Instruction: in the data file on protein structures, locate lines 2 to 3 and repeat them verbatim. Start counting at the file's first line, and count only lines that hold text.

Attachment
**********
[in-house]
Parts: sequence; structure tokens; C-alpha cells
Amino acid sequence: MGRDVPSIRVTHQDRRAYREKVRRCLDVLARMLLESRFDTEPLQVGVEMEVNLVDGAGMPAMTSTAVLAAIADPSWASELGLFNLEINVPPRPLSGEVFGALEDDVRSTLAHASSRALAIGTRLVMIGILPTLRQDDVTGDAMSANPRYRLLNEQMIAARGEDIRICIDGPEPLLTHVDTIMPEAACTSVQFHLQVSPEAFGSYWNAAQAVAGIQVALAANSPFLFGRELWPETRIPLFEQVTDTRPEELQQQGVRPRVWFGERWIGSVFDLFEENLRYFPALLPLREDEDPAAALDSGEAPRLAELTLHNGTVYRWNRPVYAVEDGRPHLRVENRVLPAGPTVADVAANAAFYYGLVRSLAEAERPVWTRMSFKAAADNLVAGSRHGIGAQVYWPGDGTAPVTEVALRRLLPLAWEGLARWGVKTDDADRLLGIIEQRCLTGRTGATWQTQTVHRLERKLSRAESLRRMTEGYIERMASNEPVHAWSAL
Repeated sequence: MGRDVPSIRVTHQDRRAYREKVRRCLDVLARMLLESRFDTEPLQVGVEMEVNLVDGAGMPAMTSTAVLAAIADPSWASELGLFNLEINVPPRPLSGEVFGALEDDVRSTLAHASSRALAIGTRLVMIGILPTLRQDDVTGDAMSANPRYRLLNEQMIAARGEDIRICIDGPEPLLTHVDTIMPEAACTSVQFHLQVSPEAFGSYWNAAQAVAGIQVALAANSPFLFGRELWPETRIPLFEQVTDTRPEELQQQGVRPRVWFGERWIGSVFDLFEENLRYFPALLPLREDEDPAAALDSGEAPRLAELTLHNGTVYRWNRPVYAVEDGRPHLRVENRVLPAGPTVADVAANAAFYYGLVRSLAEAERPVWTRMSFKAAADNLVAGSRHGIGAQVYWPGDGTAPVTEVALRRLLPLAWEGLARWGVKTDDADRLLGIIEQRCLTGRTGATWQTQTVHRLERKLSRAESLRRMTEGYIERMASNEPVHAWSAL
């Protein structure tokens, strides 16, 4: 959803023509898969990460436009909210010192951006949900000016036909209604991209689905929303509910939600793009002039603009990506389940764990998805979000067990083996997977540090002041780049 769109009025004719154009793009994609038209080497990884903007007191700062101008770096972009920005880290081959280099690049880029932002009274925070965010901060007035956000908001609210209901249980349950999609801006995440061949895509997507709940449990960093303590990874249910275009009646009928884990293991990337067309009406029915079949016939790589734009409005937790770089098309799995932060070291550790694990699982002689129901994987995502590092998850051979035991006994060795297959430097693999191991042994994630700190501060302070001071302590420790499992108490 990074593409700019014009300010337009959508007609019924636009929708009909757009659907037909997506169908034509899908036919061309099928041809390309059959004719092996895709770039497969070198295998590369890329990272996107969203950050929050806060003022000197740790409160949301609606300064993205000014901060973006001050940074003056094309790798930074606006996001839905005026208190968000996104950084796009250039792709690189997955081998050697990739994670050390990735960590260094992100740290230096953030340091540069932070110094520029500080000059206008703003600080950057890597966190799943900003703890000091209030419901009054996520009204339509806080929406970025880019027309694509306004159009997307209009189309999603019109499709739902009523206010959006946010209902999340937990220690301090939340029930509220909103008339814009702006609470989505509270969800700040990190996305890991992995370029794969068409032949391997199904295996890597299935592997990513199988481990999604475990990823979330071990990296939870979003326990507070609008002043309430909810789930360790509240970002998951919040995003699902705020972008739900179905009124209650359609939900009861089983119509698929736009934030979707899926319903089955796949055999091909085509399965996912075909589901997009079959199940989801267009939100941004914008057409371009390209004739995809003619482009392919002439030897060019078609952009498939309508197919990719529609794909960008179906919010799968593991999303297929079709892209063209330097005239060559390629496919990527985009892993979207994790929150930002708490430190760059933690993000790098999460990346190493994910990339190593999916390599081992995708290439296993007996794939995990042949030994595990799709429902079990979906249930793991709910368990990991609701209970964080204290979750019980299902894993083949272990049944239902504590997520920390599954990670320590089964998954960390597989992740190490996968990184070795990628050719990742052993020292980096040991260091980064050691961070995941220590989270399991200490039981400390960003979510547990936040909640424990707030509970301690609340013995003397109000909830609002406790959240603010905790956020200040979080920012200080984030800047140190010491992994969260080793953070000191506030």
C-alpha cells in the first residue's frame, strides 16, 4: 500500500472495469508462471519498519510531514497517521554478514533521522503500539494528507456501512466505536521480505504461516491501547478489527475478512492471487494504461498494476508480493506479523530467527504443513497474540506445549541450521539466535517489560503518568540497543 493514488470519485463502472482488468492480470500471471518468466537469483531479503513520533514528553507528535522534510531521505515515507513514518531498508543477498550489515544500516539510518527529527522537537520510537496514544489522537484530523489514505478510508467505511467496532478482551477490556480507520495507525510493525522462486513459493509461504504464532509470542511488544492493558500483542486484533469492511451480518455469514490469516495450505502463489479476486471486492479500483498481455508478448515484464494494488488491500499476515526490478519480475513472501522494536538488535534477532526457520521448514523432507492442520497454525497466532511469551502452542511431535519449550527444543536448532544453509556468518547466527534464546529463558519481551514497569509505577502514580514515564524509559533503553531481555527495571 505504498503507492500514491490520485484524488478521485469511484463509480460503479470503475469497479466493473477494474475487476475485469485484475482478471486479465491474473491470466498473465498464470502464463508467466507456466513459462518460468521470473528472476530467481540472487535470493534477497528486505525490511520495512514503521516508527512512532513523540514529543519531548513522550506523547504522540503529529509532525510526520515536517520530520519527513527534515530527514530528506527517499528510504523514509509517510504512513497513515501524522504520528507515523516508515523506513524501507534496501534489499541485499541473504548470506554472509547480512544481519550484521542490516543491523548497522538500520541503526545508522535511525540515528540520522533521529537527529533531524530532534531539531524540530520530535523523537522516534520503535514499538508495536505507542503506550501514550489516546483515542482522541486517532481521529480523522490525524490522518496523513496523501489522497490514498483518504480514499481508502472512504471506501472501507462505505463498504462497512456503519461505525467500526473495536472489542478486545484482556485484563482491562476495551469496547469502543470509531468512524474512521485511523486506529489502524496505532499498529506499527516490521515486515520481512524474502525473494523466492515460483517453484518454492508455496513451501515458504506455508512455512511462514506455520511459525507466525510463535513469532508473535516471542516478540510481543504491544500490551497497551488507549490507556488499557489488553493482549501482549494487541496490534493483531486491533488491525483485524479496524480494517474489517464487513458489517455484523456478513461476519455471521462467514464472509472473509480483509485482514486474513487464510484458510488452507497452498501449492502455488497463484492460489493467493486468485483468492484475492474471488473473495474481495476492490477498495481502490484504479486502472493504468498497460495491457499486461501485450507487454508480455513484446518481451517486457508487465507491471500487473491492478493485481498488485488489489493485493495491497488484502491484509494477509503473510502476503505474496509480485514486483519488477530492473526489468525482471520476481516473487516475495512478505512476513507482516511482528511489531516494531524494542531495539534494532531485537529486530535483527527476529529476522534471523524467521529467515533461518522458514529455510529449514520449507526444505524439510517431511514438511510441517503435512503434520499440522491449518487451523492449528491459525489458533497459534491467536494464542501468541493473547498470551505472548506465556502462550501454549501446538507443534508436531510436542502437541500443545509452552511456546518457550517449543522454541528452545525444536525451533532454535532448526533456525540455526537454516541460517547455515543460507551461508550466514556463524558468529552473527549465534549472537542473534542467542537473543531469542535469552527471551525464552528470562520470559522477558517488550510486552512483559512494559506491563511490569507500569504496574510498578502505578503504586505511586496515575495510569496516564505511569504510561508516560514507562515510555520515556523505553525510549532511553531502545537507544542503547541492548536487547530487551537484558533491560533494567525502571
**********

Parts: sequence; structure tokens; C-alpha cells
Amino acid sequence: MGRDVPSIRVTHQDRRAYREKVRRCLDVLARMLLESRFDTEPLQVGVEMEVNLVDGAGMPAMTSTAVLAAIADPSWASELGLFNLEINVPPRPLSGEVFGALEDDVRSTLAHASSRALAIGTRLVMIGILPTLRQDDVTGDAMSANPRYRLLNEQMIAARGEDIRICIDGPEPLLTHVDTIMPEAACTSVQFHLQVSPEAFGSYWNAAQAVAGIQVALAANSPFLFGRELWPETRIPLFEQVTDTRPEELQQQGVRPRVWFGERWIGSVFDLFEENLRYFPALLPLREDEDPAAALDSGEAPRLAELTLHNGTVYRWNRPVYAVEDGRPHLRVENRVLPAGPTVADVAANAAFYYGLVRSLAEAERPVWTRMSFKAAADNLVAGSRHGIGAQVYWPGDGTAPVTEVALRRLLPLAWEGLARWGVKTDDADRLLGIIEQRCLTGRTGATWQTQTVHRLERKLSRAESLRRMTEGYIERMASNEPVHAWSAL